June 8, 2008

Physicists Present New Theories Of Big Bang’s Predecessor

In recent studies, physicists may have not only found a new model for the creation of our universe, they may also have found an entirely new view on time altogether.

The journal Physical Review Letters shares details about a recent study of the cosmic microwave background "“ light emitted when the universe was only 400,000 years old. It is relic radiation that fills the universe and acts as evidence for the Big Bang theory. In 1992 the Cobe satellite discovered tiny fluctuations on the almost completely smooth microwave background; these were thought to be seeds from which galaxy clusters grew.

The physicists' new model may explain why time moves in a straight line for us. Dr. Adrienne Erickcek and fellow researchers from the California Institute for Technology believe that these fluctuations somehow link to a "bubbling off" of our universe from a previous one. According to their model, new universes may be spontaneously created from empty space "“ a remarkably unspectacular event from inside the parent universe.

Data used in their research comes from NASA's Wilkinson Microwave Anistrophy Probe (WMAP), which has been studying the cosmic microwave background for seven years. When describing the team's findings at a recent meeting of the American Astronomical Society, Professor Sean Carroll, co-author of the study, said that, "a universe could form inside this room and we'd never know".

The explanation of the Big Bang isn't the purpose for the team's theory; the purpose is to attempt to explain time's unilateral nature. According to Carroll, the laws that govern physics are absolutely reversible yet, "no one gets confused about which is yesterday and which is tomorrow."

This "arrow of time" has long been blamed by physicists on the second law of thermodynamics. According to this fundamental physical rule, systems move from order to disorder over a period of time. This rule is so fundamental, in fact, that Arthur Eddington, a pioneering astronomer quipped, "If your theory is found to be against the second law of thermodynamics I can give you no hope; there is nothing for it but to collapse in deepest humiliation".

Professor Carroll agrees that the law cannot be avoided, unless, of course the Universe began its life in a disordered state. In Carroll's presentation, he explained that if a Big Bang were created from cold space of a previous universe, the new universe would begin its life in an ordered state. He explained, "Every time you break an egg or spill a glass of water you're learning about the Big Bang". The fact that you can't re-assemble a broken egg, and the apparent direction of time are simply consequences.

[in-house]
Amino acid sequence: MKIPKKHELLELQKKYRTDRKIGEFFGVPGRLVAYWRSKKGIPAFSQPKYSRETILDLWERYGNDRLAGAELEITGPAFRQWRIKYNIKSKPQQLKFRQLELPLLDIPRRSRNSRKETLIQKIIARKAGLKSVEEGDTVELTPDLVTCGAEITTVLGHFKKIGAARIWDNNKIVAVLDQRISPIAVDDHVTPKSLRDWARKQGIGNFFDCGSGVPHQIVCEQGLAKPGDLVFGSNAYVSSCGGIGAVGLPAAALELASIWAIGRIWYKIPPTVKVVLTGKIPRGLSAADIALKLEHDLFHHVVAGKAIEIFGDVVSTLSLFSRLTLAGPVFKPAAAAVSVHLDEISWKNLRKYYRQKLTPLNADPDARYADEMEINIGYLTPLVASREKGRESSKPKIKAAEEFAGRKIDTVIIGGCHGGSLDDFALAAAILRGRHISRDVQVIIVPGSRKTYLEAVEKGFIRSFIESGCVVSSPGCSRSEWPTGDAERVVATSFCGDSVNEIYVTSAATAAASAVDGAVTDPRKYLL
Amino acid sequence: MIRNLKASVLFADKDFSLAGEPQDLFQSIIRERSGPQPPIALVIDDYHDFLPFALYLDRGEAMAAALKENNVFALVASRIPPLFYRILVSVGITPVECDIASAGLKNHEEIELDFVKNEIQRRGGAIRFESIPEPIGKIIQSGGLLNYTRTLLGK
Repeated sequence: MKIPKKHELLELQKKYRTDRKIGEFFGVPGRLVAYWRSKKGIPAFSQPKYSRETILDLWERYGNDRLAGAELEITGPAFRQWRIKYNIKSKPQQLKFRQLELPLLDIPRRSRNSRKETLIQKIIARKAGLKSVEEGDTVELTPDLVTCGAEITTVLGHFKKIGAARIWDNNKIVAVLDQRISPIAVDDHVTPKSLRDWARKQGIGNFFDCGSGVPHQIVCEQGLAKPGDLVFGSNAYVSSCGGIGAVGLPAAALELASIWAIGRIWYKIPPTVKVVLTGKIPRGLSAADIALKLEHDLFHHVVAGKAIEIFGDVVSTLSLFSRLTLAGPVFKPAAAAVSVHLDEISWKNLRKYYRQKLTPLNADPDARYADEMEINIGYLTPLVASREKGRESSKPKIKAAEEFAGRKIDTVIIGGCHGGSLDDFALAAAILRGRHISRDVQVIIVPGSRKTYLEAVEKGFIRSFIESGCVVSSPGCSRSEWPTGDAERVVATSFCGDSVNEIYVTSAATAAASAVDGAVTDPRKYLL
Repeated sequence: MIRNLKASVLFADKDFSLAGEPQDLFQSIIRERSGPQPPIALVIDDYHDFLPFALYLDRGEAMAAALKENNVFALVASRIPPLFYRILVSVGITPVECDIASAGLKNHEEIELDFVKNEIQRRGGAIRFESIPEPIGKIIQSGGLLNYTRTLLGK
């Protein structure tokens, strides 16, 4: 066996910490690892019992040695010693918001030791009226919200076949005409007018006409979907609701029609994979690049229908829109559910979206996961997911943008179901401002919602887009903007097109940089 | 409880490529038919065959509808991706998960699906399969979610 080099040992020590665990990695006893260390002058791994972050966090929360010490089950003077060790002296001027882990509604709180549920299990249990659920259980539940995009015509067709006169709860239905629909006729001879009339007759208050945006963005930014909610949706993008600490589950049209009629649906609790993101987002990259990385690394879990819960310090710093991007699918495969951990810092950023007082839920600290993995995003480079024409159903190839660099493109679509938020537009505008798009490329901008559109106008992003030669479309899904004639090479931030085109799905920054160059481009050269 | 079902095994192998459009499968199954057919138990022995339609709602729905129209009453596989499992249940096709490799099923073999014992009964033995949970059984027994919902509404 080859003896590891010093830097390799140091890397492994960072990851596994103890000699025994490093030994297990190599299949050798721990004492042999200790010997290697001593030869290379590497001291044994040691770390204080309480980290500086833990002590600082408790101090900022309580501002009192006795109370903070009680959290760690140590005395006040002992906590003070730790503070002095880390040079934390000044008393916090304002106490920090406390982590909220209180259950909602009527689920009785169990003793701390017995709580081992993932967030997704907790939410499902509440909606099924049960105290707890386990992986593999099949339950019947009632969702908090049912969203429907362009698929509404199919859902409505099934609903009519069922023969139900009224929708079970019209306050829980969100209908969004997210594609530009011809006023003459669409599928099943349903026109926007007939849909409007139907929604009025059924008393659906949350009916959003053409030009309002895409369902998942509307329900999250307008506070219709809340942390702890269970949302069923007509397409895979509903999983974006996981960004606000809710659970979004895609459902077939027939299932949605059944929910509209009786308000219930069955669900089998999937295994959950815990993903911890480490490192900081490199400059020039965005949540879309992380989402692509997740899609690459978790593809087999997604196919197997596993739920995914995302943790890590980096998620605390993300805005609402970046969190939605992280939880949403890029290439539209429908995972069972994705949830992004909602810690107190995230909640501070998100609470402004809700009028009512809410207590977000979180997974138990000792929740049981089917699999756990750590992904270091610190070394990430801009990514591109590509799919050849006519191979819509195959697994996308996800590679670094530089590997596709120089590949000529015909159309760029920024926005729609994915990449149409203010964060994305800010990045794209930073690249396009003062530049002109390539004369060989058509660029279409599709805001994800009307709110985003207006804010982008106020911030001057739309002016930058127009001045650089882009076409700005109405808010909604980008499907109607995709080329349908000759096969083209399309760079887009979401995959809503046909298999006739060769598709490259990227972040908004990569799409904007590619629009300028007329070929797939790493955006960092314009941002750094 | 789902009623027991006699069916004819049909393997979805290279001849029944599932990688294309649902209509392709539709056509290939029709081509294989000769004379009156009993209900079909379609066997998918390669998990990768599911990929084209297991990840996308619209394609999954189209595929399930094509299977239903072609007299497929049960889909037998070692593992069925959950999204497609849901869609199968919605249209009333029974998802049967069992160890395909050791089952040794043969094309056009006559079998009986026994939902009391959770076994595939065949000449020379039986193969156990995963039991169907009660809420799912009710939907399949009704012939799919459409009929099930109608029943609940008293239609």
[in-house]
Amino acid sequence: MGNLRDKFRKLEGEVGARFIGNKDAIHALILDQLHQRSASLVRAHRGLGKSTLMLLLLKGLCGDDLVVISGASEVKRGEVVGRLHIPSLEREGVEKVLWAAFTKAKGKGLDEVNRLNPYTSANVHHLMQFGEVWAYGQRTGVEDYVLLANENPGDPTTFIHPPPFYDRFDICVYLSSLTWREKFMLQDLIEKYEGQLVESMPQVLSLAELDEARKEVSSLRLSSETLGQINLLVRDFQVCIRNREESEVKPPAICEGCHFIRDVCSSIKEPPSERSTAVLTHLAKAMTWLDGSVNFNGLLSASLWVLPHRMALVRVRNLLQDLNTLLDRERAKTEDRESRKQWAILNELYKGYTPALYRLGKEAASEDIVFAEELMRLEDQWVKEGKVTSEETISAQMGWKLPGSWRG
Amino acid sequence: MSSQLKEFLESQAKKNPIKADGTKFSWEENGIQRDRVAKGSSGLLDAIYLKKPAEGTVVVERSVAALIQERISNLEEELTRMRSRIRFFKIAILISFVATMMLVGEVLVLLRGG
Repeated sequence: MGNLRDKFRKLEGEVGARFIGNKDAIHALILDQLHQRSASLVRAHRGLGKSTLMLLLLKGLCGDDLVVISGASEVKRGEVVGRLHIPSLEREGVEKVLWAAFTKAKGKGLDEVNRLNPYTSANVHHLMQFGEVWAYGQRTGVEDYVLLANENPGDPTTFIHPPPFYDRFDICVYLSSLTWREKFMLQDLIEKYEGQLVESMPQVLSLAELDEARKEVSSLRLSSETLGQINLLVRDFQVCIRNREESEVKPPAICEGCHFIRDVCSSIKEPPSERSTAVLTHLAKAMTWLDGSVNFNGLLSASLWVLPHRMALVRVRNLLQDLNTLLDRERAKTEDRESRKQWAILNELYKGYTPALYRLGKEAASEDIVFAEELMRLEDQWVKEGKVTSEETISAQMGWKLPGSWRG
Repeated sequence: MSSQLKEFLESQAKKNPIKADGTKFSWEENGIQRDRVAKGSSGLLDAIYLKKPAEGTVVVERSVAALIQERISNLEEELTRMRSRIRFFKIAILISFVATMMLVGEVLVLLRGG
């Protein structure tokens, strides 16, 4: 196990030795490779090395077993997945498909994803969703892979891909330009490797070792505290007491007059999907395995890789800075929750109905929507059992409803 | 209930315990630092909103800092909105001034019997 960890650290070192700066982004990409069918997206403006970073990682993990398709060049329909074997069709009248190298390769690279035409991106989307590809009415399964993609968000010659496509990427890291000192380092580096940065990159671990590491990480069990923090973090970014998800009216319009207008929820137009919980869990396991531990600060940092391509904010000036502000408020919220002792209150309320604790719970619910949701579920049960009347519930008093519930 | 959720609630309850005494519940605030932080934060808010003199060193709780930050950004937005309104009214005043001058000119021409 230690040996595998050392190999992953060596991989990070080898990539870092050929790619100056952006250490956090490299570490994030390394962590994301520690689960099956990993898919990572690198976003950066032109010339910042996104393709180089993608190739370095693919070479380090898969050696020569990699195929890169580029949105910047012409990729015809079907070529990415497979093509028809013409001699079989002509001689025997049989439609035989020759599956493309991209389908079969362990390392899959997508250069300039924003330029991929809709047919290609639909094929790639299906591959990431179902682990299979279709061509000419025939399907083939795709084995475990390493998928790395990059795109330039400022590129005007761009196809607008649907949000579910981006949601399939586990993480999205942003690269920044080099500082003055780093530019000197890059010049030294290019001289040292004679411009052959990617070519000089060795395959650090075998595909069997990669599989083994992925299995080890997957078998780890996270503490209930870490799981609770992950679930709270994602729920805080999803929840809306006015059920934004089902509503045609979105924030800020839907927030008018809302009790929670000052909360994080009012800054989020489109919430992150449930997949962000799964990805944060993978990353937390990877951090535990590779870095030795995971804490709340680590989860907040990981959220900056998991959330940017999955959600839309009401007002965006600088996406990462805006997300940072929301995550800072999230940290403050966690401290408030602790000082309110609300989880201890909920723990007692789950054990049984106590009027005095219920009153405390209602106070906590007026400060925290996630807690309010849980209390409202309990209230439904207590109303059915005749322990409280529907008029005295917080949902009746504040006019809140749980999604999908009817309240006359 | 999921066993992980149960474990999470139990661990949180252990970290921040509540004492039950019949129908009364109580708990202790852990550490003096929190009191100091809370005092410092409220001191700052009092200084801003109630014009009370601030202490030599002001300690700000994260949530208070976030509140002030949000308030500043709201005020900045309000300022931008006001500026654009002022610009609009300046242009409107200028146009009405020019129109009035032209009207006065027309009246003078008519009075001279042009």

Researchers are now attempting to calculate the odds of a new universe coming from a previous one.

Results from the WMAP are the team's lifebread for the time being. According to measurements from the satellite, fluctuations in the microwave background are 10% stronger on one side of the sky than the other.

According to Carroll this may simply be a coincidence, but it could be explained if it represented a structure inherited from our universe's parent. He stated, "We're trained to say there was no time before the Big Bang, when we should say that we don't know whether there was anything - or if there was, what it was."

If the work of the Caltech team is on target, we may have the first information on what came before our Universe.


Image Caption: The detailed, all-sky picture of the infant universe from three years of WMAP data. The image reveals 13.7 billion year old temperature fluctuations (shown as color differences) that correspond to the seeds that grew to become the galaxies. The signal from the our Galaxy was subtracted using the multi-frequency data. This image shows a temperature range of ± 200 microKelvin. Credit: NASA / WMAP Science Team


On the Net:

AAS 212th Meeting, St Louis

Caltech Astronomy

Erickcek et al. Paper (arXiv.org)

Physical Review Letters

WMAP (Nasa)